new Evolution of a Fan Girl post up on the Oiselle Blog! check it out –>
* * * *
Yesterday kicked off what I’m considering my “official” training for the Carlsbad Half on January 19th, which if you’re not looking at a calendar, is 10 weeks away. Typically I’d like to go into a shorter cycle like this with a more solid base (weekly mileage 25+, strong core, sound diet, etc), but this time I’ve got something a little different going for me:
A fire under my ass.
That’s not a real tangible asset to catapult head-first into a plan of track workouts, hill repeats, and hard running focused on PR’ing the 13.1, but I’m letting go of some of my Type A and counting on that spark to lead my efforts. I’m getting to the point in my running where huge PRs are going to be hard to come by, and each round of hard work will (likely) be rewarded with shaving seconds, maybe minutes, from previous times.
Not only does this mean I’m going to have to work harder to reap rewards, but I’ll also have to work smarter. Keeping my head screwed on straight, learning from the past, and staying hungry.
(metaphorically, of course, as I am a supporter of keeping the #runger fed and at bay)
This got me reflecting on the great/awful races of my past – strong finishes, lost mental battles, huge PRs, admitting defeat to injury, not taking running too seriously… Looking at what went wrong, what worked, and what I could do this go-round to improve.
I’ve come up with Rule #1, of an in-the-works Training Credo, in an attempt to set this cycle off on the right foot.
Look Forward, Not Backward.
Surface meaning: keep your eyes up, you’re passed due for a fall.
Deeper/Emo meaning: I’m sick of fearing the disappointment that comes with sizing my current self up to my old self. It’s so easy to look at the stats from last year’s 8×800 and freeze up under the pressure of trying to match them. To compare how easy 8:00 pace used to feel compared to the huff-puffing I’m doing now. To wonder how the hell I’ll ever run a 6:50 pace for 3.1 straight miles again.
So the next 10 weeks I’ll focus on my process of getting back in shape. Instead of looking at this cycle’s Week One vs another cycle’s Week One, I’m going to focus on Week Two vs Week One. Three vs Two. Measuring progress and seeing gains towards my Carlsbad goal, rather than how far I am from my Personal Best self.
I know, I know, it’s totally genius. Nobody has ever thought this way before. Total new age.
Luckily this all came to me Saturday night, right before Sunday’s Race for the Rescues 10k which I was kind of dreading. I was recalling the pain from Cleveland, imagining how tough it was going to be, picturing myself slogging through those last few miles gasping for air and praying for death. And even though logically I knew I wasn’t in shape to go for a PR, the thought of posting a “slow” time made me not want to run at all.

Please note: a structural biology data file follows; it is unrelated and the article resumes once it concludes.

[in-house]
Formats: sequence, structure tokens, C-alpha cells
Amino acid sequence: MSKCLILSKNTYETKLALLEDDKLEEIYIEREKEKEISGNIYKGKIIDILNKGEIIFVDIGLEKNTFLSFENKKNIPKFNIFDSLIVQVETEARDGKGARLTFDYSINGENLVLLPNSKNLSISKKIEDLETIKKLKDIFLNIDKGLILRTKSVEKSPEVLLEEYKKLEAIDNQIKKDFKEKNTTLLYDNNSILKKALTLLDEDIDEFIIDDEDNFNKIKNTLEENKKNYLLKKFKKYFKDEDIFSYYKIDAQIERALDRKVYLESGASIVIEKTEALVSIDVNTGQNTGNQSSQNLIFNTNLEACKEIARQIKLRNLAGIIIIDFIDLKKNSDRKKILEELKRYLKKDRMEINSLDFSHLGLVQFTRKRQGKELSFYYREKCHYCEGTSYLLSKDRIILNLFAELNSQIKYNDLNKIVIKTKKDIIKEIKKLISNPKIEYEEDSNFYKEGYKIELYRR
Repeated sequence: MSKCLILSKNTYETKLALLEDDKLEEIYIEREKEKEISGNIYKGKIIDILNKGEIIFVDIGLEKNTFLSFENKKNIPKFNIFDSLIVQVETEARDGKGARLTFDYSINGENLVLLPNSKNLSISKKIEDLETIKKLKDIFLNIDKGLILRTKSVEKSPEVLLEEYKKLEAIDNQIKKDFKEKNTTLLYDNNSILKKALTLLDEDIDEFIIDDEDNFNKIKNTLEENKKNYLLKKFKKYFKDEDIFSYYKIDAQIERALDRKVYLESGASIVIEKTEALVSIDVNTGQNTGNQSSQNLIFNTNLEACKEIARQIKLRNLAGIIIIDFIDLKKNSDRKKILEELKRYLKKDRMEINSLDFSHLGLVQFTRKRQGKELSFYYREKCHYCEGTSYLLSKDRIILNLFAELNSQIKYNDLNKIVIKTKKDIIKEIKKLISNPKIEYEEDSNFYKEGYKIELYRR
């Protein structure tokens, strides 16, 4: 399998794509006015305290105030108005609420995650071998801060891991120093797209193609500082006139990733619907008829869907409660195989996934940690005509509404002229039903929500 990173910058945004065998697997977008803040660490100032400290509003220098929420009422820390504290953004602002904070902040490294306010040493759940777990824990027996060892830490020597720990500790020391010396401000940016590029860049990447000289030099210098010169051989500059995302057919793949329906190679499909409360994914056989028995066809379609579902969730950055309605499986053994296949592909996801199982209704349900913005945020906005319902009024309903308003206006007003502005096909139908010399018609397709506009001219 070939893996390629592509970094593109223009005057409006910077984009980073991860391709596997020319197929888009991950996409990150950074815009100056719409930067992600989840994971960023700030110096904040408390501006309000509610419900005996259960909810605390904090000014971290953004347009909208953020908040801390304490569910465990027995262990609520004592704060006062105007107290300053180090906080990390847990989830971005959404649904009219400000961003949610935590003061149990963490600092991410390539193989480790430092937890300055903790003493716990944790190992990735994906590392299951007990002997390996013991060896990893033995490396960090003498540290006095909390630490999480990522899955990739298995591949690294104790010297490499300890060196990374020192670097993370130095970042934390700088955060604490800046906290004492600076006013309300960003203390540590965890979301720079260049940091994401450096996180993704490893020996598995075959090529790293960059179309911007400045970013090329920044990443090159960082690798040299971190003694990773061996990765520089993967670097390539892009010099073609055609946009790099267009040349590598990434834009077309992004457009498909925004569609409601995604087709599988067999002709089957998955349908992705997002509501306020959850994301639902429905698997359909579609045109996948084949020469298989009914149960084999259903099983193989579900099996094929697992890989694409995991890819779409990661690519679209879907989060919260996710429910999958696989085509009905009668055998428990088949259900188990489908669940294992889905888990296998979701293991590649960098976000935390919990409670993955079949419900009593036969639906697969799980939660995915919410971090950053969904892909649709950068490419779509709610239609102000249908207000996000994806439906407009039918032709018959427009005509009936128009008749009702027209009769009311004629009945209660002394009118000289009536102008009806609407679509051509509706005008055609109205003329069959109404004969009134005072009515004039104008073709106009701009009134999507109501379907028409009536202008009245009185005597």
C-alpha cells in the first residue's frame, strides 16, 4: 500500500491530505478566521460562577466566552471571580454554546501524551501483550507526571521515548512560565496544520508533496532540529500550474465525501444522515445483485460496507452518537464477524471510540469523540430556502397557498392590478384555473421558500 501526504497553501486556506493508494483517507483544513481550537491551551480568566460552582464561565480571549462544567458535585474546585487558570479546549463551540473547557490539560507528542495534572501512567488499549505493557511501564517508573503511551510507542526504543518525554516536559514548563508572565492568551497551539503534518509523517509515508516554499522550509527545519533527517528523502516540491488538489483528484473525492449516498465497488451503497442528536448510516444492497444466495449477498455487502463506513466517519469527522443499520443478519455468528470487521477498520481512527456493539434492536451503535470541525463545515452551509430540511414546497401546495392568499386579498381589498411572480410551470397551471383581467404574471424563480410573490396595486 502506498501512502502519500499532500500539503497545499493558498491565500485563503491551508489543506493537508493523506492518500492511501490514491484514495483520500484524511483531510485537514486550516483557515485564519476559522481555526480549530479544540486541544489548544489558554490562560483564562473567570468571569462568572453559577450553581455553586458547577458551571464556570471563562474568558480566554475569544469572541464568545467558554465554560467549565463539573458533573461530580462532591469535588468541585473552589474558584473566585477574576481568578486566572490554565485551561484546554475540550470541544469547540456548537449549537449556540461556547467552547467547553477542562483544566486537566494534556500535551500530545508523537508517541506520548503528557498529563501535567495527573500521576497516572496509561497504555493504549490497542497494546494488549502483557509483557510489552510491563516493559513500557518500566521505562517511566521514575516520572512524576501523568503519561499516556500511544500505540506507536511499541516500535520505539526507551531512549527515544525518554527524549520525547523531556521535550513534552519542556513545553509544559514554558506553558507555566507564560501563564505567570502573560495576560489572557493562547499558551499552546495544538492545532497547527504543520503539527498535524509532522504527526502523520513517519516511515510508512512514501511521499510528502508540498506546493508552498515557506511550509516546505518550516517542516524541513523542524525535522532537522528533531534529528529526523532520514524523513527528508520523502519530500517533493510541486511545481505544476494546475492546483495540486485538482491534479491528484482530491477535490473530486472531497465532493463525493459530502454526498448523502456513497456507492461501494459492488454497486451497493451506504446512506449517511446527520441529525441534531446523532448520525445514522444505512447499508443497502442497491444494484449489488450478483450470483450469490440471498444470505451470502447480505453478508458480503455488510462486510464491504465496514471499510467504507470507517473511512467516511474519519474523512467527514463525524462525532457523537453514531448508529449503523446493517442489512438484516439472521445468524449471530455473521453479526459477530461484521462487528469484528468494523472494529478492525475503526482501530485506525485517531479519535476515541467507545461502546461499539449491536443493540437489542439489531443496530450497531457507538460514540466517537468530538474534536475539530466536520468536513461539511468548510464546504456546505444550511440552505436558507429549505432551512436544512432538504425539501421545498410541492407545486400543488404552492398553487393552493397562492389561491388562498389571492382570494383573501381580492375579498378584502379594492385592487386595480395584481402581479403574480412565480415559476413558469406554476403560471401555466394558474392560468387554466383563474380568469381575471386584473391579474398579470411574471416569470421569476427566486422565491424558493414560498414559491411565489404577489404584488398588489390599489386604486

don’t RACE rundies get everyone excited to run? ps got to see the new Randies this weekend – suuuuper cute. (hint hint, santa…)
But I told myself it would be a good measuring tool for this training cycle. I’d use the time as base-level data (oh come on, I can’t totally un-Type-A), and after a few weeks of hard workouts it’d be exciting to race it again to see how far I’ve come.
And guess what? Duh duh duhnnnn… it worked.
Katrina Parker from s2 of The Voice throwing down a kick ass anthem
Race for the Rescues was a great event – mostly because of all the cute dogs everywhere – but also because I let myself enjoy the race instead of stressing it. I went in without a time expectation, the only plan to run the first 5k controlled and leave enough in the tank for a hard final mile. Whatever that time amounted to would be fine with me.
more Garmin data if you’re into that sorta thing…
I ran most of mile two with a tiny little 5k’er who was dead-set on not letting me pass her. Instead of getting aggravated at her leapfrogging (shhh don’t call me a horrible person) I ran next to her and tried to help push her along. I fell into an easier coasting pace when the crowd thinned for the second lap but didn’t fret the lost time when I saw the slower split at the 4 mile marker. I smiled at the leashed dogs in the walkers crowd, rather than getting angry at them clogging up the course (the race WAS for them, afterall.) I didn’t whine about the “long” course even though my average pace at 6.2 miles would’ve been within seconds of a PR, because that wasn’t the purpose of the race. I wanted to run hard, smart, and enjoy myself, which I did.
(My pal Annette – who placed 3rd overall, btw nbd – talked to RD and he acknowledged a last-minute alteration could’ve screwed up the actual distance. The bones we throw (ha pun) for inaugural events)
lead dog must’ve run a 23-ish 5k, and a thirsty pup mid-race (from Rescue Train’s FB)
Race for the Rescues OC 10K, 11.10.13 – :48.50
I had a great great time and am (most importantly) really looking forward to getting underway with training. Now to find a mid-season re-test race…
And if you’re wondering, yes I was able to restrain myself at the adoption parade, despite instagram leading you to think otherwise.